On-reading and Kun-reading in Japanese

On-reading and Kun-reading in Japanese

On-reading and Kun-reading in Japanese

When learning Kanji, we can see that there is an explanation of on-reading and kun-reading for each Kanji. This is a very basic concept in Japanese, but many people don’t know well. Therefore, in this post, Learn Japanese Daily would like to introduce to you the lesson: On-reading and Kun-reading in Japanese.

On-reading and Kun-reading in Japanese

Speaking of the origin of Kanji, it derives from China. While Chinese characters were importing into Japan, there were two problems: There were some words with new meanings that Japanese didn’t have, and there were some words that already exist in Japanese and need to be written in corresponding Chinese characters. That’s why we have on-reading and kun-reading in Japanese.

What is on-reading?

In Japanese, on-reading means 音読み (on’yomi – Chinese-derived reading of a kanji). On-reading is used to read the words borrowed from China (mostly compound words). For example, 中国 is pronounced as [zhōngguó] by the Chinese, and in Japanese, it is pronounced as [chuugoku].

火 is pronounced as [Huǒ] by the Chinese, and in Japanese, it is pronounced as [ka]. 

開花 is pronounced as [Kāihuā] by the Chinese, and in Japanese, it is pronounced as [kaika].

What is kun-reading?

In Japanese, kun-reading means 訓読み (kun’yomi – native Japanese reading of a Chinese character). Kun-reading is used to read the original Japanese words written in Chinese characters with the same meanings. For example, means country, but the Japanese have the word くに (kuni) which has the same meaning as , so we still pronounce it as [kuni] even if it is written as .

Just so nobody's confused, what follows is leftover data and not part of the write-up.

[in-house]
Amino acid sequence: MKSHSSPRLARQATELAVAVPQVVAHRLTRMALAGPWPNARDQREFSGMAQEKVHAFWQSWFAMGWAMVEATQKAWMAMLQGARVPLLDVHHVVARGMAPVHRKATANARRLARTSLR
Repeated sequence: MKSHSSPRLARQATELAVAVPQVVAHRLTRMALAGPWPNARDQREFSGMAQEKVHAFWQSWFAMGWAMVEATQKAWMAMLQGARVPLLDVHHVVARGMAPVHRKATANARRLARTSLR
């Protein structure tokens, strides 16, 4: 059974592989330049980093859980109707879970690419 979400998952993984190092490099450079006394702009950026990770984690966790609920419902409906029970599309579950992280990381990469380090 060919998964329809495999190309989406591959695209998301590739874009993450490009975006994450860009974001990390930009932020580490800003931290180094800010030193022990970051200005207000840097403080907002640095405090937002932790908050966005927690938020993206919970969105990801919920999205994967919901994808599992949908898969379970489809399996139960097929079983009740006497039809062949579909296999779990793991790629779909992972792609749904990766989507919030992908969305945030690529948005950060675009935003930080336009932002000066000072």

With 火 (fire), the Japanese have the word ひ (hi) which has the same meaning as 火, so we pronounce 火 as [hi]. 

When to use on-reading and kun-reading

We use on-reading with the compound words (only contain kanji). For example: 結婚(けっこん): marriage; 税関(ぜいかん): customs, customs house.

We use kun-reading to read kanji that stands alone, such as: 国(くに): country; 花(はな): flower ; or with the words that contain kanji and hiragana characters, such as: 飲む(のむ): to drink; 取り付ける(とりつける): to install.

Can we use on-readings of a kanji alternately?

A kanji can have many on-readings and kun-readings. Can we use them alternately? For example, there are 2 ways to read 目 when using on-reading :もく or ぼく. What about the word 目的, can we read it as もくてき and ぼくてき? The answer is no. Each kanji and each word containing that kanji has a certain way of reading depending on the situation, so we can’t use on-readings of a kanji alternately.

The advantage of learning on-reading and kun-reading 

Each kanji has one or many on-reading or kun-reading. When we know on-reading of a kanji, we can guess how to read the word containing that kanji. 

Is it necessary to learn on-reading and kun-reading?

If you find it is difficult to learn on-reading and kun-reading, you can skip it. It’s okay if you don’t learn on-reading and kun-reading of a kanji. Instead, you just need to know how to read that kanji when it stands alone and remember the compound words that contain that kanji.

Above is On-reading and Kun-reading in Japanese. We hope this post can help you distinguish between on-reading and kun-reading. See other similar posts at category: Japanese particles

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